Leeches, sneeches-- oh my!

  1. I'm looking for info/advice on working with medicinal leeches. I had a patient with an auto-skin graft with some venous congestion/necrosis, and the leeches were ordered for the congested areas. So...

    How do you get a leech to move without harming it? I used a little salt to get it unstuck, cleaned off the salt and then tried re-directing it. It was very fast and stubborn about going for new tissue-- it wasn't going for the surface blood on the target area, and i tried to use a #26 needle to stimulate an area of blood flow (decreased sensation on the graft, pt couldn't feel it), but that didn't work. Is there anything else they like that will get them to stay in one place? What are some good materials to use that won't hurt them? I used moistened sterile 4x4s.

    What can you use for a border to keep them from wandering? I used some damp kerlix, but I was concerned about macerating surrounding tissue-- and then one got loose in the sheets anyway.

    And when you're getting them out of the container and they grab on to the jar-- what do you do?

    Safety issues re: the suckers when they've got pt blood in them? Ever hear of them getting inside incisions/orifices?

    What are other things they're used for?

    Any good tips on relieving patient anxiety about the treatment?

    Thanks everybody-- it's been hard to find good info outside of our institutional protocol, which is short on practical tips.
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  2. 22 Comments

  3. by   TazziRN
    I've only seen one pt with leech therapy. I was so interested I asked the doc some questions. I remember he told me leeches don't like to be moved from the dinner table, so if you need to move the leech to a new site it's better to get a new one. He also said that leeches don't let go until they're full, so if you've got wandering leeches it might help to check on them more frequently.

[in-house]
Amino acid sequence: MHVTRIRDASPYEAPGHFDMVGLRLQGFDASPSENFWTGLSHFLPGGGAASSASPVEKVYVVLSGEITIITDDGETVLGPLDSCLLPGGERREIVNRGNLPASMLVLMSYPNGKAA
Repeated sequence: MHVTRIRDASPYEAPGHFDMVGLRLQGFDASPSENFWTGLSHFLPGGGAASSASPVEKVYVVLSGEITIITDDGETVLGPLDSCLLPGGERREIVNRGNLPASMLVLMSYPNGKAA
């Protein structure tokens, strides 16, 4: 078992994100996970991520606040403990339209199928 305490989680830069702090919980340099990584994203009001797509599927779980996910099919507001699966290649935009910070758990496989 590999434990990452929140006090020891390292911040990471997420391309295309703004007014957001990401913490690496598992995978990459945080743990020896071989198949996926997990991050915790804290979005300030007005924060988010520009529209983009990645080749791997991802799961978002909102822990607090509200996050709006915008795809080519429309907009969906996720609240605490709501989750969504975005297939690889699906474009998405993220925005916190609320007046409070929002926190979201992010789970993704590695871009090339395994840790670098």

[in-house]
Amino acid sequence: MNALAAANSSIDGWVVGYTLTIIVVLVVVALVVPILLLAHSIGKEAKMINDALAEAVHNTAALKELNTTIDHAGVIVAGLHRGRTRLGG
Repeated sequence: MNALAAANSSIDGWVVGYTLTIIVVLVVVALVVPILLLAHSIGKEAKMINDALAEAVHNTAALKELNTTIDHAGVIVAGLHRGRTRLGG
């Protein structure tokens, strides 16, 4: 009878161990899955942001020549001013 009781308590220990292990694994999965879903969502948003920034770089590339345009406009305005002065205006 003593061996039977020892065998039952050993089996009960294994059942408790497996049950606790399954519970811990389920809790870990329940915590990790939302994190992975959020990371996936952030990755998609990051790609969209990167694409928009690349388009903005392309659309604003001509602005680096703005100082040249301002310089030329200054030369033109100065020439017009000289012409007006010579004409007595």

Pt anxiety: tell them that leeches have been used for centuries.
  4. by   Athenas83
    In what specialty are leeches used so I can stay away? I'm squeemish when it comes to creepy crawlers. Of course, if I was called to duty I'd get the job done...but wow.
  5. by   coolvibesRN
    Quote from Athenas83
    In what specialty are leeches used so I can stay away? I'm squeemish when it comes to creepy crawlers. Of course, if I was called to duty I'd get the job done...but wow.
    Same here.
  6. by   NRSKarenRN
    ce course with great info nurse.com - leech therapy
  7. by   anc33
    When I worked on the floor we used leeches fairly often. It would be funny to go to the unit's fridge and see a milk jug full of them. The patients actually seemed to like them! But yeah, once they grab on it is tough, if not impossible, to get them to move.
  8. by   CHATSDALE
    maggots and leeches the more things change the more they stay the same

    leeches have a anticoagulent in their salvia the they are used on gangrenous areas in an attempt to same the limb [that was where i have seen them
    both the maggots and the leeches had to flown in because they was none available locally..did not go over well with the family members

    can't figure out why lol
  9. by   TazziRN
    The doc I knew used them to encourage healing in fingertip amputations and avulsions, since it's very common to lose the tip because of circulation issues.
  10. by   RNperdiem
    I have used leeches occasionally in plastic surgery patients where there is a flap graft of tissue. Sometimes there is poor venous outflow from the graft, this can destroy the graft if left untreated. The leeches remove the excess blood. These leeches are specially ordered medical leeches.
    The first trick is trying to detach the leech from your glove when you pick one up. You pull on the leech, and it will stretch like silly putty before letting go.
    Be sure to watch the leech carefully. I work in ICU, so this is usually not a problem. You don't want the leech crawling into the ear or a trach.
    When the leech is fat and happy, they detach easily and are dropped in a cup of rubbing alcohol.
  11. by   anc33
    Quote from RNperdiem
    The first trick is trying to detach the leech from your glove when you pick one up.
    Never tried picking them up by hand, always used forceps. Must feel pretty weird to have one latch on.
  12. by   MikeyJ
    In my "Intro to Nursing" class last year, my professor had a nurse entrepreneur come in and speak to us. She opened a medical leech business where she breeds leeches and then sells them to hospitals and clinics all around the country. She said she has become very successful at it. I forget the name of her company -- something along the lines of American Medical Leech Co. or something similar.
  13. by   Wise Woman RN
    Eeew...
  14. by   clee1
    One word: NASTY!

    Sorry, but I don't do bugs.

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